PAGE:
Inspirational changes for a better Europe
EU CONNECTEDInspirational changes for a better Europe
Walking has so many benefits – it doesn’t just enable us to get from A to B, but also improves our mental and physical health.
Will Norman, London’s walking and cycling commissioner
LONDON WANTS TO BECOME THE WORLD’S MOST WALKABLE CITY
Mayor of London Sadiq Khan continues with actions towards his goal of making London the world’s most walkable city. 18 pedestrian crossings in London will be programmed to show a continuous green person signal until traffic approaches to prioritise people walking, meaning the green light will be shown until a vehicle is detected, making it easier for people to cross the road and enabling more journeys on foot.
Transport for London (TfL) stated that this technology will be in place by the end of this month. It has already been delivered on seven locations, while the other 11 will be ready next week. This will help make the capital’s transport network even more sustainable and support a green recovery from the coronavirus pandemic.
Will Norman, London’s walking and cycling commissioner, said: “Walking has so many benefits – it doesn’t just enable us to get from A to B, but also improves our mental and physical health. We know that safety is a key concern for people walking around London, and giving pedestrians priority is a powerful way of putting them first and making it easier to cross London’s roads. By combining this with creating extra pavement space and ensuring roadworks are carried out in a way that doesn’t disrupt Londoners, we will make our city the world’s most walkable and eradicate collisions on our streets.”
Since the start of the pandemic, the number of journeys made on foot has significantly increased: TfL’s data show that more than 30% of Londoners say they are walking to places where they used to travel by a different mode, and 57 per cent say they now go on more walks for exercise or walk for longer than previously.
TfL continues to identify new locations where Green Person Authority crossings can be introduced and the goal is to increase their number over the coming years.
Photo: Albrecht Fietz for Pixabay
City of the month
Copenhagen is recognized as one of the most environmentally friendly cities in the world. As a result of its commitment to high environmental standards, Copenhagen has been praised for its green economy, ranked as the top green city for the second time in the 2014 Global Green Economy Index (GGEI).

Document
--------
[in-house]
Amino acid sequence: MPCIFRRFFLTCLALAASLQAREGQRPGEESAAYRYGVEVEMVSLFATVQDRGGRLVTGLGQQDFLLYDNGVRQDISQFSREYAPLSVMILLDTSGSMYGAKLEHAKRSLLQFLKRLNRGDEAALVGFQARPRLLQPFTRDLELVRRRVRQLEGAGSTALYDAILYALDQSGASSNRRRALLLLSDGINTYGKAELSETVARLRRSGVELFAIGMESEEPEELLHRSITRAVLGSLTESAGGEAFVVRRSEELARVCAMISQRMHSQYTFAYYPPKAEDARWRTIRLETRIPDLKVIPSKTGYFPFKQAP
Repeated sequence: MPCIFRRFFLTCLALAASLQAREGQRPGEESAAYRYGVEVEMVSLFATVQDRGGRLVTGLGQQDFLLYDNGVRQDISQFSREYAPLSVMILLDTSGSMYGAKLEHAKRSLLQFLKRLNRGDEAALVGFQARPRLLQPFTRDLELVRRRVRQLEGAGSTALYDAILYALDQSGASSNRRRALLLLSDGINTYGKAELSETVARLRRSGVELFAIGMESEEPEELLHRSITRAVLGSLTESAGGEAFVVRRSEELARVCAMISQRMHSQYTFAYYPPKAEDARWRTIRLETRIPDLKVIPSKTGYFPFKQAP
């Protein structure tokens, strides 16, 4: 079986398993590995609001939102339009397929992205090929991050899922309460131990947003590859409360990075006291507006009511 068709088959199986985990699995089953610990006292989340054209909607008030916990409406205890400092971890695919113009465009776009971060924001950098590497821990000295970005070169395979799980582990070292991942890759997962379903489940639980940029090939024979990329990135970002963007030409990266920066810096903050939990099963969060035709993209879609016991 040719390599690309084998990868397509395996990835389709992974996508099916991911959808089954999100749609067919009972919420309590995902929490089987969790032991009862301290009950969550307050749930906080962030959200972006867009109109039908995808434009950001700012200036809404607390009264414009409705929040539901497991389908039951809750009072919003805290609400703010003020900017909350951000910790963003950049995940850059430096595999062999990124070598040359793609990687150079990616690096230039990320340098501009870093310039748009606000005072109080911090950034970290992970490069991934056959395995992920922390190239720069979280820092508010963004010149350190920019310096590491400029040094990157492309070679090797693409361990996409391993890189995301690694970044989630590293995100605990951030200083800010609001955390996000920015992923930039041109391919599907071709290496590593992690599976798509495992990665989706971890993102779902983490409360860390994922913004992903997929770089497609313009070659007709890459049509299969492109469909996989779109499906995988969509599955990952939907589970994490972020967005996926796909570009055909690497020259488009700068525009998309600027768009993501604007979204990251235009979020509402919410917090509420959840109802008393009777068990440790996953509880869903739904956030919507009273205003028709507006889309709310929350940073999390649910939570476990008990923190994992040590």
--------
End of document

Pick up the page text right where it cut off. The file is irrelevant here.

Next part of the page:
In 2001, a large offshore wind farm was built just off the coast of Copenhagen at Middelgrunden. It produces about 4% of the city’s energy. Years of substantial investment in sewage treatment have improved water quality in the harbour to an extent that the inner harbour can be used for swimming with facilities at a number of locations. Copenhagen aims to be carbon-neutral by 2025. Commercial and residential buildings are to reduce electricity consumption by 20 percent and 10 percent respectively, and total heat consumption is to fall by 20 percent by 2025. Renewable energy features such as solar panels are becoming increasingly common in the newest buildings in Copenhagen. District heating will be carbon-neutral by 2025, by waste incineration and biomass. New buildings must now be constructed according to Low Energy Class ratings and in 2020 near net-zero energy buildings. By 2025, 75% of trips should be made on foot, by bike, or by using public transit. The city plans that 20–30% of cars will run on electricity or biofuel by 2025. The investment is estimated at $472 million public funds and $4.78 billion private funds.
The city’s urban planning authorities continue to take full account of these priorities. Special attention is given both to climate issues and efforts to ensure maximum application of low-energy standards. Priorities include sustainable drainage systems, recycling rainwater, green roofs and efficient waste management solutions. In city planning, streets and squares are to be designed to encourage cycling and walking rather than driving. Furthermore, the city administration is working with smart city initiatives to improve how data and technology can be used to implement new solutions that support the transition toward a carbon-neutral economy. These solutions support operations covered by the city administration to improve e.g. public health, district heating, urban mobility and waste management systems. Smart city operations in Copenhagen are maintained by Copenhagen Solutions Lab, the city’s official smart-city development unit under the Technical and Environmental Administration.